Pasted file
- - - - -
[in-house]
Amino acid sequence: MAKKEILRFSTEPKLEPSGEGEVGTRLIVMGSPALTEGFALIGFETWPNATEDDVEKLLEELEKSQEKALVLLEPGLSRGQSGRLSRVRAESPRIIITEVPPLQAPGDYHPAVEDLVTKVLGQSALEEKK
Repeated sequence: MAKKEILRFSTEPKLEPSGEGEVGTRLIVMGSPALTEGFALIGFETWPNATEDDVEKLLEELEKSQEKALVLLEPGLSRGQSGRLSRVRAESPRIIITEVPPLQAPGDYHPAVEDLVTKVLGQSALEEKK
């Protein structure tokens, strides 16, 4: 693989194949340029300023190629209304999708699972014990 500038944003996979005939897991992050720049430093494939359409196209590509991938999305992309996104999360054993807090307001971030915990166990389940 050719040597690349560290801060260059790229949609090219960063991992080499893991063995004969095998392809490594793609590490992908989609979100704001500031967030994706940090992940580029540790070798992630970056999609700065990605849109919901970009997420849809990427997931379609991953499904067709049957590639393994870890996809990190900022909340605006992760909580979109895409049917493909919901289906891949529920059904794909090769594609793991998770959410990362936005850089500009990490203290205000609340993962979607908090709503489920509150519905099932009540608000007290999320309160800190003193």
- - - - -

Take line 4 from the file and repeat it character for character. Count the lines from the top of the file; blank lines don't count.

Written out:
């Protein structure tokens, strides 16, 4: 693989194949340029300023190629209304999708699972014990 500038944003996979005939897991992050720049430093494939359409196209590509991938999305992309996104999360054993807090307001971030915990166990389940 050719040597690349560290801060260059790229949609090219960063991992080499893991063995004969095998392809490594793609590490992908989609979100704001500031967030994706940090992940580029540790070798992630970056999609700065990605849109919901970009997420849809990427997931379609991953499904067709049957590639393994870890996809990190900022909340605006992760909580979109895409049917493909919901289906891949529920059904794909090769594609793991998770959410990362936005850089500009990490203290205000609340993962979607908090709503489920509150519905099932009540608000007290999320309160800190003193």